Sport Australia is using its two national surveys – AusPlay and the Community Perceptions Monitor – to understand the impact of COVID-19 on sport and physical activity participation.
With nine months’ of AusPlay data collection since restrictions were first introduced in late March 2020 we are beginning to get a clearer picture of how the pandemic is impacting participation. Our ongoing Community Perceptions Monitor is also providing useful insights into how quickly Australians are returning to play and volunteer in organised sport.
Our June 2021 update is a continuation of the original report in October 2020. It is accompanied by a one-page summary of the key findings and a new set of data visualisations that present AusPlay results from our two COVID-19 reports to date in an online format.
AusPlay, Australia’s biggest sporting survey has conducted research that provides us with a first look at the impact COVID-19 has had on our sport sector and physical activity levels of Australians.
From the onset of the COVID-19 pandemic, additional questions were built into the AusPlay survey as well as our other research tool - the Community Perceptions Monitor Survey.
The first theme that has emerged from the data is there are now more significant barriers to participate in organised sport than we have ever experienced before.
In addition to the barriers we have explored in the past, like cost, the top three concerns found in returning to sport because of the pandemic are:
- the fear that people will not follow health rules,
- the perception that sport causes COVID-19 to spread in the community, and
- the ability of sports and associations to come up with ways to play sport safely.
Results show that these barriers are having a direct impact on participation, and in July 36% of people surveyed through AusPlay were extremely or very concerned about participating in organised sport.
By August, only 37% were back playing all the sports they expected to play in 2020.
But in more positive news, 87% of people are expected to be playing some organised sports again by years end.
The AusPlay data has also shown that the pandemic has reinforced the long-term trend towards non-sport-related means of adults getting active. During the pandemic the more accessible physical activities, such as running, walking, home gyms and cycling, continued to rise over sport and organised sporting activities.
Early signals also show motivations for participation in sport have shifted more towards mental and physical health versus fun and enjoyment.
This shows that the Australians recognise the importance of sport and physical activity not only for the fun and enjoyment but the impact it has on the mind and body.
The lockdown also affected children more than adults in organised physical activities.
73% of Australian adults remained active, compared with just 17% per cent of children.
Some of the top activities during lockdown demonstrated the ability to engage from home or solo.
The second theme that has emerged from the data is that Sport will be integral to Australia’s Recovery
Sport is ingrained in the Australian culture and the data we collected has reinforced the role sport has to play in a positive recovery from COVID-19 and the role sport played through getting the community through the pandemic.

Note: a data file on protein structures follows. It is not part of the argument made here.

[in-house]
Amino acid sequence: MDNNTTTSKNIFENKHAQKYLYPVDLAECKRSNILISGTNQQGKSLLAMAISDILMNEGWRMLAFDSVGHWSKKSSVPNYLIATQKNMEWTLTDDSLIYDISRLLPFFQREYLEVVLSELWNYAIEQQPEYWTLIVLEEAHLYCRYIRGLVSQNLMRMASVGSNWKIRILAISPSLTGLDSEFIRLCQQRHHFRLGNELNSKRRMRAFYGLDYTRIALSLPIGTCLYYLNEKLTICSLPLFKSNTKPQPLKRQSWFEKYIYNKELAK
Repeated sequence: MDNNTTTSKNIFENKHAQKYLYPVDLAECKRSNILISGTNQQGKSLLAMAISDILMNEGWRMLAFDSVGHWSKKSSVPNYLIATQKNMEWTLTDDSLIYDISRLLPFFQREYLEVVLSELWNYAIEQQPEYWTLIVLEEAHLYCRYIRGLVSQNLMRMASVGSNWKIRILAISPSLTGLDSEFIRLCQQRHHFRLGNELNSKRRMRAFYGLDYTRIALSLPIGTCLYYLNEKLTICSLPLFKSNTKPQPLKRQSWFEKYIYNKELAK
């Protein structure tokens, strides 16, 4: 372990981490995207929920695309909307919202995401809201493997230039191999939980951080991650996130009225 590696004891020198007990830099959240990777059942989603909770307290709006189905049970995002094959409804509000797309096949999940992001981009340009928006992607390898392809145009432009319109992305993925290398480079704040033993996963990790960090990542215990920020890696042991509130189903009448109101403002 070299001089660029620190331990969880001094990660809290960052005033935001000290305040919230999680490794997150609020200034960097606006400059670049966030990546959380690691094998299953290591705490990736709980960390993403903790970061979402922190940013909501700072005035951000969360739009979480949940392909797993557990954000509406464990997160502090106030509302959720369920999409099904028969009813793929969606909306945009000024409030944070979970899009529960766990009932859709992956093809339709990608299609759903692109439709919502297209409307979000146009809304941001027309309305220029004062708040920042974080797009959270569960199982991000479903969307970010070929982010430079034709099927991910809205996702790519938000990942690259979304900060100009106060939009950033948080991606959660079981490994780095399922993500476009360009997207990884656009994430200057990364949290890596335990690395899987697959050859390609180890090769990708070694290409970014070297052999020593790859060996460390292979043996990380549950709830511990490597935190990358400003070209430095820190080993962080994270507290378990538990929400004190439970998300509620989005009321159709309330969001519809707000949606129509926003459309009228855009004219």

Our recent Community Perceptions Monitor Survey data showed that people who were finding it easier to keep fit and active reported that they were feeling more optimistic, connected and had a greater sense of wellbeing.
The data has also shown that Australian’s initially missed their sport, after it was suspended for several weeks 44% of Australians said that they missed sport being in their lives.
This number has fallen steadily since professional and community sport restarted across areas across the country, and in August 29% of Australians said that they missed sport being in their lives
Stay tuned for more AusPlay reporting on the impacts of COVID-19. The next survey results are due for release in April 2021.
Australia has long been called a sport-loving nation and the Olympics is the largest sporting event in the world, with over 150 countries competing in each Olympics since 1988.
Whether we play or volunteer in Olympic and Paralympic sports, or just watch, most Australians are touched by the Games in some way. As we watch and celebrate our elite athletes’ performances on the world stage, we examine how everyday Australians connect with Olympic and Paralympic sports – not only by participating, but also by volunteering or just watching and being inspired by what we see. It shows that there really is an Olympic or Paralympic sport for everyone, that age is no barrier and that, more than anything else, it is fun.
Results from the most recent 12 months of AusPlay data.
National data tables include a year-on-year comparison of selected measures.
Sports and activities
Help and assistance
State and territory
- ACT data tables - January 2020 to December 2020
- NSW data tables - January 2020 to December 2020
- NT data tables – January 2020 to December 2020
- Qld data tables – January 2020 to December 2020
- SA data tables – January 2020 to December 2020
- Tas data tables – January 2020 to December 2020
- Vic data tables – January 2020 to December 2020
- WA data tables – January 2020 to December 2020
Results using the entire aggregated AusPlay data set.
What sports and physical activities are most popular in Australia
Participant behaviour across states and territories.
The health of Australians and how they compare against the health guideline criteria.
PDF versions of some reports are also available below under Historical publications.